With no snow, little wind, and only a light intermittent rain, we considered the weather perfect for climbing up the glacier. Like most glaciers in the world, Vatnajokull is retreating, so we had to first hike to the toe of the glacier, then securely strap on crampons and start climbing up. You need to step carefully because a slip on the ice has three possibilities. If you are skilled in ice ax self-arrest you’ll stop yourself from hurtling down the glacier. If not you’ll either be lucky and go the hospital with broken bones after a long and fast slide to the bottom or you’ll be unlucky and fall into a crevasse, a split in the glacier, and most likely die. But don’t worry, it’s not that steep and we were told accidents are rare. You might even find glacier mice, small balls of moss that form over time and tumble around the glacier, pushed by the wind. And you thought a rolling stone forms no moss.
We continued higher, reaching a small open stream on the glacier. Since we were thirsty and knew the water was clean, we could do a Viking-style drink: use your ice ax to span the stream, have one foot on either side of the stream, then lower down in the push-up position, drink the literally ice cold water, then push up and repeat until your thirst is quenched. Not really sure if the Vikings actually did that or if the guides were just having fun with us, but the water sure tasted good. Sooner than we wanted the trip was over, but not before watching the setting midnight sun. With one last refrain, "We come from the land of the ice and snow, from the midnight sun where the hot springs flow."
Farewell, beautiful Iceland.
By Founder/Designer Adam Rapp
Adventure. Exploration. Mystery. It’s all on Easter Island. This trip was planned since before I even knew what planning a trip was. I first saw the majestic statues and learned about the ancient mystery of the Moai from the pages of National Geographic, which brought the Moai across oceans and right into my living room. I knew someday I would have to go see it for myself.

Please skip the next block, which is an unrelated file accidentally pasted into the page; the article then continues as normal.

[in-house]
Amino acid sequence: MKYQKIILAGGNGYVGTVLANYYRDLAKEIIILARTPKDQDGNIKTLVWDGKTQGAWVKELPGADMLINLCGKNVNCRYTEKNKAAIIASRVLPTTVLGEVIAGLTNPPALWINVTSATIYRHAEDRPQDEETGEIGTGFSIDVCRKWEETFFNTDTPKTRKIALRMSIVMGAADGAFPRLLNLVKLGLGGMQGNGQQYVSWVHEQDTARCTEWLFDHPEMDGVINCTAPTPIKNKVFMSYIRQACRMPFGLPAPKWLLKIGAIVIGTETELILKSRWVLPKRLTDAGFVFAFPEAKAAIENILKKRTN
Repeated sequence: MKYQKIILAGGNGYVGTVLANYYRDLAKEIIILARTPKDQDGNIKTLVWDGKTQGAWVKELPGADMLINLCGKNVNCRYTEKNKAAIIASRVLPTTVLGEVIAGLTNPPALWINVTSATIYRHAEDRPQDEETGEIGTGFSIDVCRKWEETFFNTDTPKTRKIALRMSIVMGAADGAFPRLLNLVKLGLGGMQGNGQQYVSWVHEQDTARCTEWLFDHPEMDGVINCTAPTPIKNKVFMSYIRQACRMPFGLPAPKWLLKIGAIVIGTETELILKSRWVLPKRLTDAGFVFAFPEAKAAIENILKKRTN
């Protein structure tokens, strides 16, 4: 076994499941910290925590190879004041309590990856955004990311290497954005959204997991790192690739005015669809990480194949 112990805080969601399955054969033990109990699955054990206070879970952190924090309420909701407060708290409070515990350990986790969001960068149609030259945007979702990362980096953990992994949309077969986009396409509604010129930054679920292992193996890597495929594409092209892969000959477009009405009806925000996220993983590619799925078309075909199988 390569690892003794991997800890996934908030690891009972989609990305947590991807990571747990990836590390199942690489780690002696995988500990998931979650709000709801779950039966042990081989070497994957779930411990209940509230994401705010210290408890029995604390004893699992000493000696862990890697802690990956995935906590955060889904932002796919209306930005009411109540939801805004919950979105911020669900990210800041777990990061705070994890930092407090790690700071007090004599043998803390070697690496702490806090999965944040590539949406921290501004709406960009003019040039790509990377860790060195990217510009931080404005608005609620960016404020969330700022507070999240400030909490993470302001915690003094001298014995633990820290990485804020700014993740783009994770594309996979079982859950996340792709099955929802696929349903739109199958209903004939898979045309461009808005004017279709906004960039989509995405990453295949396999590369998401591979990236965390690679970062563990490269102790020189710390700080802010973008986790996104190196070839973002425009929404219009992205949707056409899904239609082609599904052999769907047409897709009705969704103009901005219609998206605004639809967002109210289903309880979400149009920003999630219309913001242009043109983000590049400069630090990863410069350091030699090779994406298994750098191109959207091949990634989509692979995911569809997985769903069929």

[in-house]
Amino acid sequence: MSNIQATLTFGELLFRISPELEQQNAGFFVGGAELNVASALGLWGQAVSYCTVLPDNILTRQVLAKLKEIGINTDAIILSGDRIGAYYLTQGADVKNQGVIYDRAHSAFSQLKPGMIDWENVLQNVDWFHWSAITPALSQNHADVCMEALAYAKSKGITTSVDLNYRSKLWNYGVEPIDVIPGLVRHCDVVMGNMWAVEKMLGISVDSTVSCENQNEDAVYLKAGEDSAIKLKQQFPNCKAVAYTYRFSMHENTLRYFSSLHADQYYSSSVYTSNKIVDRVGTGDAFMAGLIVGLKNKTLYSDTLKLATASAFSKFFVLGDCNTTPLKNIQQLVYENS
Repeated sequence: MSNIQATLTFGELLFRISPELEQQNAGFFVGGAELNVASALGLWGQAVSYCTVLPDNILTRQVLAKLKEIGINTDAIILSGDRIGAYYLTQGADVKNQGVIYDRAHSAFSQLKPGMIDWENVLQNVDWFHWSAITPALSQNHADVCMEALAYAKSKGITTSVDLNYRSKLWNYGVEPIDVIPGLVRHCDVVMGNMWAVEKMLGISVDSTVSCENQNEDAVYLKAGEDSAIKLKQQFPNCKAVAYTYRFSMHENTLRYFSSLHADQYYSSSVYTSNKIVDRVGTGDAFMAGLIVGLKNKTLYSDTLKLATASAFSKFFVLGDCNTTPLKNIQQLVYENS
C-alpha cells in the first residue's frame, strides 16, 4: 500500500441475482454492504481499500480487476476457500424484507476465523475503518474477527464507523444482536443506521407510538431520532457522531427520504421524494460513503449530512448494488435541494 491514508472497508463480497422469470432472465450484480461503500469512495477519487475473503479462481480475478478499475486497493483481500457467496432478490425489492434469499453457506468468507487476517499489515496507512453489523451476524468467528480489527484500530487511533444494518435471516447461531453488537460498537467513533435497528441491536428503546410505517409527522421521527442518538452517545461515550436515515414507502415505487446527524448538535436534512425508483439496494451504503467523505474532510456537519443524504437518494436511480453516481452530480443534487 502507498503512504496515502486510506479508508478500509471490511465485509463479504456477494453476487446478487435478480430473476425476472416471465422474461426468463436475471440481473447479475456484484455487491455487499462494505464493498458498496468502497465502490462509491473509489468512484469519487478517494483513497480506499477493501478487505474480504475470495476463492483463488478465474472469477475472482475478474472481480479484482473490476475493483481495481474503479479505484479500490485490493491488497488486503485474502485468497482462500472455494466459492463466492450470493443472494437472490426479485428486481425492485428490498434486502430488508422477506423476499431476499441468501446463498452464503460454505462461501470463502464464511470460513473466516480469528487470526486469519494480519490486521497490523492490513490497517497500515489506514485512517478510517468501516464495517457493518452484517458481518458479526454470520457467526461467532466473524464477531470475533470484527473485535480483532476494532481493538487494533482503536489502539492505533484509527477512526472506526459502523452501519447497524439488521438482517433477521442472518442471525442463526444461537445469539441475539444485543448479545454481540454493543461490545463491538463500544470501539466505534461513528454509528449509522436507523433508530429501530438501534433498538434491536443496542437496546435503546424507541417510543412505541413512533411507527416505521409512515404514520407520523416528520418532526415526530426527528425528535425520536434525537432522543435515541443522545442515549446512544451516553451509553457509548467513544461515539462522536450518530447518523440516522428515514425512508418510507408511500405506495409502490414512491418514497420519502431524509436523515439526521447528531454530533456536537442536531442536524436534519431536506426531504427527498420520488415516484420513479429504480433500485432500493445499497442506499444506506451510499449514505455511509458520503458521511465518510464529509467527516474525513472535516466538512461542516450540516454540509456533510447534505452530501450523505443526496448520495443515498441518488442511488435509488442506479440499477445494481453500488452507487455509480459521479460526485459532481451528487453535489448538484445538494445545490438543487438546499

Fast forward 20 years and there I was, under the stars, on a Chilean island in the southeastern Pacific Ocean, completely alone with huge stone faces for company.
Our best scientific understanding tells us that the teams of people stood the Moai faces up and rocked them back and forth, using ropes to inch the statues forward. Local stories tell of the Moai walking to their final “Ahu,” or platforms. But pictures, and scientific knowledge are no match for the sheer power of seeing the statues in person.
My journey started at the volcanic crater of Rano Raraku. It’s a wonder to see the statues frozen in time, in various stages of completion, and standing in all manner of angles staring back at you on the cliffside. I retraced the well-worn path down from the quarry and saw an ancient Moai face down in the road, just where it had fallen hundreds of years ago. One could feel like they were discovering it for the first time.
Ahu Tangariki is the most impressive and awe-inspiring of the Moai groups on Easter Island. I visited on my first afternoon and went back two days later to watch the sunrise. It wasn’t enough. On the second to last night of my trip, the skies were predicted to be clear, and I couldn’t resist trying to see the Moai once more, silhouetted by black sky and bright stars. Sure, night viewing is not encouraged, and standard tours to the island don’t include it. But that didn’t stop me. If anything, it made me more determined. I found one of the few cabs and headed down the road that rings the island shortly after midnight. As my eyes adjusted to the absolute darkness, I saw the forms of fifteen faces. Slowly, the majesty of the stones against the night sky came into focus. The mystery of the Moai was clear that night.